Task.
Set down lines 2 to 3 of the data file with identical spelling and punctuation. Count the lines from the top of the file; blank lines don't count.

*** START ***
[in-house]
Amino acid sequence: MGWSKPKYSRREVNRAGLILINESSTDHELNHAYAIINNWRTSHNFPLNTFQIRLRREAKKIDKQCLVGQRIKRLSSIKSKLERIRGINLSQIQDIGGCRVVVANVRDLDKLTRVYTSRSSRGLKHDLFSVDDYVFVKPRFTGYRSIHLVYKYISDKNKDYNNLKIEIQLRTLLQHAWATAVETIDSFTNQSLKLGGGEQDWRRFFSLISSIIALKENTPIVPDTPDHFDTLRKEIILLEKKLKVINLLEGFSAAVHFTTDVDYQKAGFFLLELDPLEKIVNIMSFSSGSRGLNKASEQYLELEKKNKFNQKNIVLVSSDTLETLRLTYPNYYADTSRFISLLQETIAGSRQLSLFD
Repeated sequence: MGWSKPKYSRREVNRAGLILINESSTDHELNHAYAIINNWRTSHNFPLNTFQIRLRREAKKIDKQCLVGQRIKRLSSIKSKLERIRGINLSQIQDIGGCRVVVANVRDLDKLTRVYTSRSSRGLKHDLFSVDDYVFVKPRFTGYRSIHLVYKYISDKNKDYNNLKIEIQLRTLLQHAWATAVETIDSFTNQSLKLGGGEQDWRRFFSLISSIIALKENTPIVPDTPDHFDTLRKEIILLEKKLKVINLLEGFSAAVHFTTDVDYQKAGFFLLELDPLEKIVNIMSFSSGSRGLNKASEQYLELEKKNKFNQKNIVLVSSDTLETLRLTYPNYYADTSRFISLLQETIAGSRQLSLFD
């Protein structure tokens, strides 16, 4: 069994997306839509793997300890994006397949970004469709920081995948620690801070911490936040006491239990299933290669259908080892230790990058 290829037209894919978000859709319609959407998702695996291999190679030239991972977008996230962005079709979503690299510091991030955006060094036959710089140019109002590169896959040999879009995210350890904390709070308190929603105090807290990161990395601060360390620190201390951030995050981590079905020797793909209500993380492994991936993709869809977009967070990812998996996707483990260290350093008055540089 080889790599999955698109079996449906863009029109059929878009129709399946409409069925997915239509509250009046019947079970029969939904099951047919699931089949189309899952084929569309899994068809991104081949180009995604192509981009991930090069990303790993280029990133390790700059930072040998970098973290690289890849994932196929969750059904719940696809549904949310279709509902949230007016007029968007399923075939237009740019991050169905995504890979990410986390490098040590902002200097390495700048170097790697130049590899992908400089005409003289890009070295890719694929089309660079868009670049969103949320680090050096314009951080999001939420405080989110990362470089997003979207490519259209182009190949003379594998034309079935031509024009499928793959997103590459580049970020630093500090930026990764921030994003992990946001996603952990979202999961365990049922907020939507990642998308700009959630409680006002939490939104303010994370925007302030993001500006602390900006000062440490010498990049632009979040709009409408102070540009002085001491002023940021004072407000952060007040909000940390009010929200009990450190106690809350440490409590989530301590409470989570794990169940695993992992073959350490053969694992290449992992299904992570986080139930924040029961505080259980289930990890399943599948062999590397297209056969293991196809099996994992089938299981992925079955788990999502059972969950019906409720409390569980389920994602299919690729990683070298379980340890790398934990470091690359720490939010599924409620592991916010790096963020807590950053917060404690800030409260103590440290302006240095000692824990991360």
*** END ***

Amino acid sequence: MGWSKPKYSRREVNRAGLILINESSTDHELNHAYAIINNWRTSHNFPLNTFQIRLRREAKKIDKQCLVGQRIKRLSSIKSKLERIRGINLSQIQDIGGCRVVVANVRDLDKLTRVYTSRSSRGLKHDLFSVDDYVFVKPRFTGYRSIHLVYKYISDKNKDYNNLKIEIQLRTLLQHAWATAVETIDSFTNQSLKLGGGEQDWRRFFSLISSIIALKENTPIVPDTPDHFDTLRKEIILLEKKLKVINLLEGFSAAVHFTTDVDYQKAGFFLLELDPLEKIVNIMSFSSGSRGLNKASEQYLELEKKNKFNQKNIVLVSSDTLETLRLTYPNYYADTSRFISLLQETIAGSRQLSLFD
Repeated sequence: MGWSKPKYSRREVNRAGLILINESSTDHELNHAYAIINNWRTSHNFPLNTFQIRLRREAKKIDKQCLVGQRIKRLSSIKSKLERIRGINLSQIQDIGGCRVVVANVRDLDKLTRVYTSRSSRGLKHDLFSVDDYVFVKPRFTGYRSIHLVYKYISDKNKDYNNLKIEIQLRTLLQHAWATAVETIDSFTNQSLKLGGGEQDWRRFFSLISSIIALKENTPIVPDTPDHFDTLRKEIILLEKKLKVINLLEGFSAAVHFTTDVDYQKAGFFLLELDPLEKIVNIMSFSSGSRGLNKASEQYLELEKKNKFNQKNIVLVSSDTLETLRLTYPNYYADTSRFISLLQETIAGSRQLSLFD